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Dunnit!
(No, not "Dunnett", that's entirely different.)

I finished the essay yesterday and submitted it online, then handed in a hard copy this morning. One does wonder why it couldn't be marked online too, but never mind. The important thing is that I can put Virginia Woolf back in her box and nail it down. OTOH, I'm planning to read more of Winifred Holtby some time.

Many thanks to my flisters who offered me support, suggestions and links - some of them were really useful and made it into the final essay. 6,514 words out of a maximum of 6,600. Oh yes.

Now back to our scheduled service. In this case it means reading two plays by Edward Bond and one by Harold Pinter for this time tomorrow. One of the Bond plays was last produced in London in Hammersmith, directed by someone I taught back in the 80s. Funny how these things work.

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lost_spook From: lost_spook Date: January 14th, 2013 06:11 pm (UTC) (Link)
Well done! \o/
gillo From: gillo Date: January 15th, 2013 12:33 pm (UTC) (Link)
Thanks.
curiouswombat From: curiouswombat Date: January 14th, 2013 08:09 pm (UTC) (Link)
The important thing is that I can put Virginia Woolf back in her box and nail it down.

Hurrah!
gillo From: gillo Date: January 14th, 2013 09:27 pm (UTC) (Link)
Schroedinger's Woolf?
curiouswombat From: curiouswombat Date: January 14th, 2013 09:53 pm (UTC) (Link)
Sounds good to me - and we are probably not interested enough to ever lift the lid to see...
gillo From: gillo Date: January 15th, 2013 12:34 pm (UTC) (Link)
So she'll never know if she's avant garde or pretentious.
chickenfeet2003 From: chickenfeet2003 Date: January 15th, 2013 11:47 am (UTC) (Link)
That's the one where the gender is ambivalent up to observation...
gillo From: gillo Date: January 15th, 2013 12:34 pm (UTC) (Link)
And even then may change at no notice. You can know either the gender or the orientation, but not both at once.
oursin From: oursin Date: January 14th, 2013 08:28 pm (UTC) (Link)
If you can get hold of it, Holtby's Letters to a Friend (Jean McWilliam, whom she met in the WAACs, and who then went out to South Africa) is adorable, I love her even more than before.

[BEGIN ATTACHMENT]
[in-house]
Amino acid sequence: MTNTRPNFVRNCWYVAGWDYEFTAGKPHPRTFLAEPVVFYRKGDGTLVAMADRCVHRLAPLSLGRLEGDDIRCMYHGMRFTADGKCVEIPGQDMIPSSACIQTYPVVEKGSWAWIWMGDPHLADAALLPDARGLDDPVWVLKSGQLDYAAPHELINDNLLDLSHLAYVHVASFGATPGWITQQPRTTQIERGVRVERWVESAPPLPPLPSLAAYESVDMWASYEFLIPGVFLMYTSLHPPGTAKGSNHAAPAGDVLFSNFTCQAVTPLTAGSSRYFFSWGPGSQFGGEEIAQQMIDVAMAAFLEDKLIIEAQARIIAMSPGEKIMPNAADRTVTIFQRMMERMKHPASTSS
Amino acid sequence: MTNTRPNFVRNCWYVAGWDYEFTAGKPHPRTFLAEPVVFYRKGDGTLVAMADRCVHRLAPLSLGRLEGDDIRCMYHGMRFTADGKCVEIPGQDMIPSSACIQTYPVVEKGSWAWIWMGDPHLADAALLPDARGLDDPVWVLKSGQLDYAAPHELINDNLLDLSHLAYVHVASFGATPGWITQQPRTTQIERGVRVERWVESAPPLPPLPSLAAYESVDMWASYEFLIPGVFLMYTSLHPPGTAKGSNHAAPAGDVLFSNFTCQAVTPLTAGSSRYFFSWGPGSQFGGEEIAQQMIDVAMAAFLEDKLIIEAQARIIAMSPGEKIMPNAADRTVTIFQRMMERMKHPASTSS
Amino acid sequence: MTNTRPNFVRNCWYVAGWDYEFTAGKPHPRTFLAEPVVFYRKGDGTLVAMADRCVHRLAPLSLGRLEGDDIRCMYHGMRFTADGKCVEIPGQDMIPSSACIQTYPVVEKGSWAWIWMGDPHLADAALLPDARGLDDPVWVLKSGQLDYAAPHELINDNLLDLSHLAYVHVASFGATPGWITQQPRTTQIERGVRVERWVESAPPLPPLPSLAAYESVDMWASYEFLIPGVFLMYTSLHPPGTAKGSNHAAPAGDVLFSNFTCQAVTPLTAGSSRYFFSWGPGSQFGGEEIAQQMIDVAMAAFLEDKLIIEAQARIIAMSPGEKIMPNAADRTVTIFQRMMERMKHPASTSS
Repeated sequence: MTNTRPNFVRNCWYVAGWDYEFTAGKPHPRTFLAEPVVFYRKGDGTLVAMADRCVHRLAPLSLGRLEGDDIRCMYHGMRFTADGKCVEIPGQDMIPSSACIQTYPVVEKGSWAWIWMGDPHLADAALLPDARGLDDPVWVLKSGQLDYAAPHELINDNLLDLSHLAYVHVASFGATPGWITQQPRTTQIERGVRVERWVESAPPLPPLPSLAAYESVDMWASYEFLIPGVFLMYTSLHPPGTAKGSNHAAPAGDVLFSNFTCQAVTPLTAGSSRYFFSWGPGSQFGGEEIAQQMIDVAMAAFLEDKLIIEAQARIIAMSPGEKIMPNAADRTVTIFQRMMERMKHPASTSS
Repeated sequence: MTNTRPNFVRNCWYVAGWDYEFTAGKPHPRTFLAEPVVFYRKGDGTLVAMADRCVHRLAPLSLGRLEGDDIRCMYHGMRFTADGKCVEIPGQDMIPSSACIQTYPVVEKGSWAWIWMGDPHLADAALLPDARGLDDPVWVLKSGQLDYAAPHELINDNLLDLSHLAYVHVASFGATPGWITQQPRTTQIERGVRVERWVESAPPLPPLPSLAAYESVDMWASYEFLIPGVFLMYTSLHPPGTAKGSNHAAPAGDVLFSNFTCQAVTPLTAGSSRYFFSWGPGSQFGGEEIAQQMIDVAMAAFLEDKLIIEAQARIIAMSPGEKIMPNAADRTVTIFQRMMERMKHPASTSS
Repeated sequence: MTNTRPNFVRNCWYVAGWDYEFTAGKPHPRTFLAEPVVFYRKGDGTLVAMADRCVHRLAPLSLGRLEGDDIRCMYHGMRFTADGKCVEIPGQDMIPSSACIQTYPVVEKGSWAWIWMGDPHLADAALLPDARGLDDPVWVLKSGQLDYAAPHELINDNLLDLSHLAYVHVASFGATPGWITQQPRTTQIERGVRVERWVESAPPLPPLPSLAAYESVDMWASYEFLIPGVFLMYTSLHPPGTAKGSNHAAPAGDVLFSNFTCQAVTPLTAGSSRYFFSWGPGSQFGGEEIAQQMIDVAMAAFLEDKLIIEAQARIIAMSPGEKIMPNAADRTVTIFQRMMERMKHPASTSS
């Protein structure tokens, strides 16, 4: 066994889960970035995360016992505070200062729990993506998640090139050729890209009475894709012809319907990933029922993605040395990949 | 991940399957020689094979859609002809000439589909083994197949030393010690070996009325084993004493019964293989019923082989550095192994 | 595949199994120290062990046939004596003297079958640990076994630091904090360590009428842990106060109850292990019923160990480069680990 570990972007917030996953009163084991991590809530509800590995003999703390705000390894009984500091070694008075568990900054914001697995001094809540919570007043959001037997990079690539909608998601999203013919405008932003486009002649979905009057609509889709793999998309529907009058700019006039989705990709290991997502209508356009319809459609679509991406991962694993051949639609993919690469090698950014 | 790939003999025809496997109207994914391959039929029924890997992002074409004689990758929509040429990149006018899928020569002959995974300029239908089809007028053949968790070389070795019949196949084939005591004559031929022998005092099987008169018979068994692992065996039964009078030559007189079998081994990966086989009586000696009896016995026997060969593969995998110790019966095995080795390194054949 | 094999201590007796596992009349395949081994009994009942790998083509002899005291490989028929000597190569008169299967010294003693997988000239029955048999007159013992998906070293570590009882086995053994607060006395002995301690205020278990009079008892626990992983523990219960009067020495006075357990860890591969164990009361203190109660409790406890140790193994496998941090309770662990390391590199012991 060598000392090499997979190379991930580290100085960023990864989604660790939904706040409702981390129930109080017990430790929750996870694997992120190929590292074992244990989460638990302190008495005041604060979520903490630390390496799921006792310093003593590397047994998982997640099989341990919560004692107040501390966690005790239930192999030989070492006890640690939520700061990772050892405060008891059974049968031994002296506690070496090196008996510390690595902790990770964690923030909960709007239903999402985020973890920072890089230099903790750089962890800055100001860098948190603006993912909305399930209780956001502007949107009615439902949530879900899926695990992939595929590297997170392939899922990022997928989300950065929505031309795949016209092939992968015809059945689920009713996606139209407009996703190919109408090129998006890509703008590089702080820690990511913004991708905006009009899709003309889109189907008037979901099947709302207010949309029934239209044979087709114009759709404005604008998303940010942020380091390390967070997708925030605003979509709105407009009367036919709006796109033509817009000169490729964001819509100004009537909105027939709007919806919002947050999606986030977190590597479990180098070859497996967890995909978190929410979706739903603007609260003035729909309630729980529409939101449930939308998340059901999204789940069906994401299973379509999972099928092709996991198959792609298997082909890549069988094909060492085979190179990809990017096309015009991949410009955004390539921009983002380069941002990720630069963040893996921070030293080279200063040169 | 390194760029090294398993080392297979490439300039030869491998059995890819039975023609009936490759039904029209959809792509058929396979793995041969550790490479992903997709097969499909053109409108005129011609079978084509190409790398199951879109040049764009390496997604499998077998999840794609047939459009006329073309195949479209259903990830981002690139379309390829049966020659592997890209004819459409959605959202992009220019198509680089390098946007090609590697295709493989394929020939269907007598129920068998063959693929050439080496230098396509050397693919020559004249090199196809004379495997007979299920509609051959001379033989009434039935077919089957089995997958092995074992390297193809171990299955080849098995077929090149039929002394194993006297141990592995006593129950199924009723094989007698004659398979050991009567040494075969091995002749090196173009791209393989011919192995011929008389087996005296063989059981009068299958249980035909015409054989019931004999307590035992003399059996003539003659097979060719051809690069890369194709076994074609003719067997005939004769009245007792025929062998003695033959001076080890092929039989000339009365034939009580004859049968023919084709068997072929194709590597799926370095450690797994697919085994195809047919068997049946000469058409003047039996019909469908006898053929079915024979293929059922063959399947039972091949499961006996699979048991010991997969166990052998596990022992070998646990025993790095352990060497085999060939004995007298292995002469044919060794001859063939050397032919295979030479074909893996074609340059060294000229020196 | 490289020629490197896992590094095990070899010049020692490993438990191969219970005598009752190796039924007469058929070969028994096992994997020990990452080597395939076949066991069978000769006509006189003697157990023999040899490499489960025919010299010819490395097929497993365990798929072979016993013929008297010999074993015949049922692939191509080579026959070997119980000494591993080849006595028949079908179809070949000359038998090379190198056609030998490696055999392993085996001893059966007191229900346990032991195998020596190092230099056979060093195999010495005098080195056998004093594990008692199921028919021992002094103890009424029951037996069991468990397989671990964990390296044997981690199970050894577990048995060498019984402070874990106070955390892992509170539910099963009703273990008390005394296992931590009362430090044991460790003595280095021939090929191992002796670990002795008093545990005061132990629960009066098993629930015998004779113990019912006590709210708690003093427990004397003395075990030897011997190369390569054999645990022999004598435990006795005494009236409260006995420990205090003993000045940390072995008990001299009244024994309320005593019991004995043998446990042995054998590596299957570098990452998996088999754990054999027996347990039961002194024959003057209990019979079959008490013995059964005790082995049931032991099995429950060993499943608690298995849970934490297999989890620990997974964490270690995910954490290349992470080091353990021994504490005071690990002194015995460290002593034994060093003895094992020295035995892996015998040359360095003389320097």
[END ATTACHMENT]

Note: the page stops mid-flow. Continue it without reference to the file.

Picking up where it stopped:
Did you read her study of Woolf? it's rather wonderful, if only because it doesn't have to take on board decades of Woolf studies and the strip-mining of the Bloomsbury Grou[.
gillo From: gillo Date: January 14th, 2013 09:07 pm (UTC) (Link)
I read the first chapter and the chapter about ROO and Orlando.

I felt she was trying hard to be sympathetic, but wasn't completely overwhelmed by it. I'm now planning to read The Crowded Street. Frankly, I find her far more interesting than Woolf.

Thanks again for your help.
spikesdeb From: spikesdeb Date: January 14th, 2013 08:51 pm (UTC) (Link)
Very well done! I bet it's such a relief, and a sense of achievement all rolled into one. I feel your pain - I'm doing Wordsworth at the moment and I've never understood his appeal. Meh. Now Byron, Keats, Blake - lovely, bring it on. I find Wordsworth insipid somehow. So, enjoy moving on and good luck for the result.
gillo From: gillo Date: January 15th, 2013 12:37 pm (UTC) (Link)
Thanks. The rest are going to be much more fun. I have a 6,000 word creative piece with a 2,000-word reflective commentary to complete for next month, but most of that is done - it's just editing now.
chickenfeet2003 From: chickenfeet2003 Date: January 15th, 2013 11:48 am (UTC) (Link)
Remember that fuss about a student production of "Saved" back in the day?
gillo From: gillo Date: January 15th, 2013 12:36 pm (UTC) (Link)
There's always going to be fuss about Saved. I re-read it last night. Do not like. It's a Daily Mail presentation of the underclass.
yvonnet From: yvonnet Date: January 16th, 2013 02:32 pm (UTC) (Link)
Well, it all sounds hard work! Virginia Woolf was mean to Lydia Lopokova, so I don't like her :(

When you want something less demanding to read, I'll send you a link to something I found amusing
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In which I ramble about life, the universe, the Buffyverse, the world of my work, my family, my friends and my sometimes overheated imagination...
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